Politics to Puma, Bolt considers his options
By Scott Malone
RIO DE JANEIRO (Reuters) - As he blazed through the Rio Games, winning an historic third batch of three sprint gold medals, Jamaica's Usain Bolt was clear this is his last time on the Olympic track, where he feels he has nothing left to prove.
Bolt, the most famous Jamaican since Bob Marley, has repeatedly declined to say what he will do after he hangs up his spikes. Unlike the reggae great, who died of cancer at 36, Bolt has the option of planning his next career move.
With his 30th birthday on Sunday, Bolt should have a long second career ahead of him and a lot of people, from his sponsor Puma to Jamaican Prime Minister Andrew Holness, want a say in his plans.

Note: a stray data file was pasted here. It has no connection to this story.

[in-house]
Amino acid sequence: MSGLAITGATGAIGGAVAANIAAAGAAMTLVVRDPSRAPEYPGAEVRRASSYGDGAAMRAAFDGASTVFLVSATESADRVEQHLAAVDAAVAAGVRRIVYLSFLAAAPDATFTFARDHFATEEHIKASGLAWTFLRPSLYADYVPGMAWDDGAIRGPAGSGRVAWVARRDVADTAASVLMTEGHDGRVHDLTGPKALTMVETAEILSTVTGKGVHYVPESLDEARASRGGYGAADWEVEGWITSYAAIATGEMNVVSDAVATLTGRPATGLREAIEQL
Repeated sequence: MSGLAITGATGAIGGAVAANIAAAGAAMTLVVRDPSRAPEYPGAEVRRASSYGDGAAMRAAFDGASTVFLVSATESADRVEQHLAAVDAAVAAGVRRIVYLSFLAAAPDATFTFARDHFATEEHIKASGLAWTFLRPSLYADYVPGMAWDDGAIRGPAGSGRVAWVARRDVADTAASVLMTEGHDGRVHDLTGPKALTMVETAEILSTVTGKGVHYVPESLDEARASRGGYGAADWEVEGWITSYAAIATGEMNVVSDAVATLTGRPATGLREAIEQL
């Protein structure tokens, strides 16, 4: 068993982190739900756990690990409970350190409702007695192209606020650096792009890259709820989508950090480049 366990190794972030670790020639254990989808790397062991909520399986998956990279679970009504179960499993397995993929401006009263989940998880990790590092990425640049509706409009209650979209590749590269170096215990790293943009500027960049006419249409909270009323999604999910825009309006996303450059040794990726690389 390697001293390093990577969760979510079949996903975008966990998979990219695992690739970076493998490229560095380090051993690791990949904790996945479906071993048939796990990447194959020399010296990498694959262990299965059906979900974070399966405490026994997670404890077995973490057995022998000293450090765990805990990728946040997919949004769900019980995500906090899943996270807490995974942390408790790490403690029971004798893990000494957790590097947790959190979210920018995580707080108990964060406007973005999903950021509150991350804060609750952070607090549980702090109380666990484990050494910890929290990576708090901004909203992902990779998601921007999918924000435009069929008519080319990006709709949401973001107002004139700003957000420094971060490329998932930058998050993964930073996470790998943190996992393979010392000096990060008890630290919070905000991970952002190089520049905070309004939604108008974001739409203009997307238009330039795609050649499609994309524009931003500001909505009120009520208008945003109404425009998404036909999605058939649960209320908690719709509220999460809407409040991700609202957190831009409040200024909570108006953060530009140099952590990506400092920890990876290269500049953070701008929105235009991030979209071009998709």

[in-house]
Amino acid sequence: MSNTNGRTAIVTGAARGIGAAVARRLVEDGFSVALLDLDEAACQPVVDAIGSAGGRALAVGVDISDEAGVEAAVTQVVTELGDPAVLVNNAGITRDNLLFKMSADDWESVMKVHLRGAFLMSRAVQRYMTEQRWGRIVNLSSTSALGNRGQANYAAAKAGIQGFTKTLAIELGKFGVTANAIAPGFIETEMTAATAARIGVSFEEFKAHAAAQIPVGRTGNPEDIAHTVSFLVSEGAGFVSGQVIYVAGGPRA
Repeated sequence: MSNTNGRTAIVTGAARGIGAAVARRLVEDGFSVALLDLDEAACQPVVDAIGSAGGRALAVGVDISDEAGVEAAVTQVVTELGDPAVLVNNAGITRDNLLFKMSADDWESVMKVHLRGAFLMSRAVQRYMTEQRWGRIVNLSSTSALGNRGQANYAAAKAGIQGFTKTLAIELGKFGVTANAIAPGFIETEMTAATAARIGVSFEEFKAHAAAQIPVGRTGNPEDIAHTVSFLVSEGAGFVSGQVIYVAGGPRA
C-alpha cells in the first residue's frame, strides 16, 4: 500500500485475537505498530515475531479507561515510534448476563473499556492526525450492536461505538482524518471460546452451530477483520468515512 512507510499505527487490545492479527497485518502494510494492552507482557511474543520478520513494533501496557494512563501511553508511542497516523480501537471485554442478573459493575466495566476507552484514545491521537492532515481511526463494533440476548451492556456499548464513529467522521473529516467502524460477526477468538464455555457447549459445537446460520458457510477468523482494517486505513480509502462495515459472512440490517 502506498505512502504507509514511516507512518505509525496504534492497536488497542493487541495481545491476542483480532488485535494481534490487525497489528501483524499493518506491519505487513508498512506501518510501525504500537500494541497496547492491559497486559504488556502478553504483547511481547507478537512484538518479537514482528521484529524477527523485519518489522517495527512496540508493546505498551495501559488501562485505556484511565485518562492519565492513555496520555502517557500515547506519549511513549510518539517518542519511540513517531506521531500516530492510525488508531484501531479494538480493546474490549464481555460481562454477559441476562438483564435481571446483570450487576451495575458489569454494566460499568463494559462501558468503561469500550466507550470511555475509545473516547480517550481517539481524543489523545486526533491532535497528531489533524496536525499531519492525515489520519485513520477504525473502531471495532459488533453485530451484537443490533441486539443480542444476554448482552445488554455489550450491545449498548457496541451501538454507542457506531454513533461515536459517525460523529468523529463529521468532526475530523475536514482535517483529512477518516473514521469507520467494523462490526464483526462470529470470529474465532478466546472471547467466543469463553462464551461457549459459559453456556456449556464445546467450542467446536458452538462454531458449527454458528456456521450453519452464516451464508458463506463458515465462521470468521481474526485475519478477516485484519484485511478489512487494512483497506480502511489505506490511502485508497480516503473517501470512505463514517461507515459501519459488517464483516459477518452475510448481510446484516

"It's important to use the fame and the achievement of Usain Bolt for the benefit of Jamaica. It does open doors," Holness told the BBC during a brief visit to Rio on Monday.
Holness said he would have a seat in his cabinet ready for Bolt's 1.96 meter (6'5") frame, if the athlete would accept.
"Usain Bolt could be minister of anything he wants," he said.
Bolt would be far from the first Olympian to make the jump into politics.
Former New York Knicks player Bill Bradley, a member of the 1964 U.S. Olympic team, served 18 years in the U.S. Senate after retiring from competition. Continued...